Testing non-trivial logic is desirable, and if defining an interface to facilitate testing achieves that goal, you have a valid design decision to do so. VoiceOfUnreason mentions that you get a feeling of "this should be easier to test", but I would like to take that feeling one step further. Not only should this class be easier to test, but writing tests for it allows you too think about the design of the Car class from a more abstract perspective. Writing tests can help you identify proper abstractions in existing code. When you cannot disassemble the large legacy class into multiple classes, defining an interface for a related subset of functions is a valid way to improve the design of new code, not just facilitate testing.

So to directly answer your question: yes it is perfectly acceptable to define an interface for testing purposes as long as that interface represents behavior that should be mocked, stubbed, or faked in your tests. Each mock, stub, or fake is a valid implementation of the interface, so you aren't creating an interface with only one implementation.

1
  • I'd say an additional benefit of the only consumers being the production code and the test suite is it gives you freedom to freely and safely change the interface to best benefit the tests. You'd need to document that, obviously!
    – Ed.
    Mar 23 at 15:34
14

Is extracting an interface just for testing purposes a code smell?

No.

In fact, what you describe is one of the kinds of pressure that tests place on design -- the feeling that "testing this code should be easier than it is" is supposed to be motivation for changing your design until testing that code is as easy as it is supposed to be.

This is one of the important kinds of feedback that you get in test-first design/test driven development, where it is likely that tests motivate the refactoring of your code because the tests are one of the earliest clients that you have.

It looks to me that you are extracting a Role Interface - one of the things that a car can do is provide data to a horsepower calculation, via a particular contract.

For deeper analysis on the power of roles, look into the writings of Rebecca Wirfs-Brock and the topic of Responsibility Driven Design.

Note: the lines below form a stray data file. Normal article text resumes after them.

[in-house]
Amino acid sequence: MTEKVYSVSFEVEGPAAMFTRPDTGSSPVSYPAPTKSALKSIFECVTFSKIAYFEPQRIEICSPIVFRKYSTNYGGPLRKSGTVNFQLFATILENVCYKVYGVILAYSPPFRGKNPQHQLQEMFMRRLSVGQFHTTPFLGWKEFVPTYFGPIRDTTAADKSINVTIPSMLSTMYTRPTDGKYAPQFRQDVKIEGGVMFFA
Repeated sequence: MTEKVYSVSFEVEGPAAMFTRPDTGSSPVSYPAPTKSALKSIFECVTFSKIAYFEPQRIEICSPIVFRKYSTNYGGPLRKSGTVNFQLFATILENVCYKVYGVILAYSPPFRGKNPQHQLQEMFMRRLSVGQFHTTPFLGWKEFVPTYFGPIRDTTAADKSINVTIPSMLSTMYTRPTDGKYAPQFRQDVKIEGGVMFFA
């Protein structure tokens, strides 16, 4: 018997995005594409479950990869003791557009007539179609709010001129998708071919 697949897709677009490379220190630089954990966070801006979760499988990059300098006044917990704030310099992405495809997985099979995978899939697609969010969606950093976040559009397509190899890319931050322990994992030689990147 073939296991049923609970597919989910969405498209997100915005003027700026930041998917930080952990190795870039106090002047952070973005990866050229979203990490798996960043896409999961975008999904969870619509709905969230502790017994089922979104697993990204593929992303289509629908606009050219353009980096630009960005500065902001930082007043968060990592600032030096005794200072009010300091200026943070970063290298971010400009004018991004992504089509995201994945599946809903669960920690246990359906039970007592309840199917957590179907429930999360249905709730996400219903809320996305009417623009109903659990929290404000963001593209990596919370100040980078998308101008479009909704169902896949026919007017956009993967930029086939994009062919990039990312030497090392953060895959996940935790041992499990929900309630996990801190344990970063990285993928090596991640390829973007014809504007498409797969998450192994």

3
  • 2
    BTW: horses have horsepower -- your interface here looks to be a collection of properties we expect to be implemented by an Engine. Mar 19 at 12:26
  • Thanks for the references. Really interesting! About interface properties and Engine etc, I know it! I just used these for the sake of my example. Thanks for the feedback.
    – George Z.
    Mar 19 at 13:32
  • 'In fact, what you describe is one of the kinds of pressure that tests place on design -- the feeling that "testing this code should be easier than it is" is supposed to be motivation for changing your design until testing that code is as easy as it is supposed to be.' -- I keep re-reading this answer, and I think this is the part that always jumps out. Very well said. It really drives to the heart of how unit testing and design play well together. May 11 at 12:28
5

Considering your Car already exists in the database as a flat one-size-fits-all entity and you have to work with that, this seems a valid and useful approach. The only criticism I have is with the name of the interface which does not cover its use case very well. Something like IPowerProps seems more appropriate.

1
  • 1
    Agreed. I did not know what to put for the question. HorsePowerCalculatable sounds better :) This is something I will figure out later.
    – George Z.
    Mar 19 at 9:18
4

How do you know it will only be used for testing?

As Greg Burghardt points out, you are also using it for the production code — but that is not really the point.

The important thing is, does the interface segregation make sense?

What is the category of things of which you might reasonably ask “What is the power output of this?” What is the category of things on which your implementation of HorsePowerCalculator can actually work? Those two categories right now are identical (containing only Car and the test mock) — but it seems like they will track closely in the future. If the system adds Truck or Lawnmower, it will behave the same.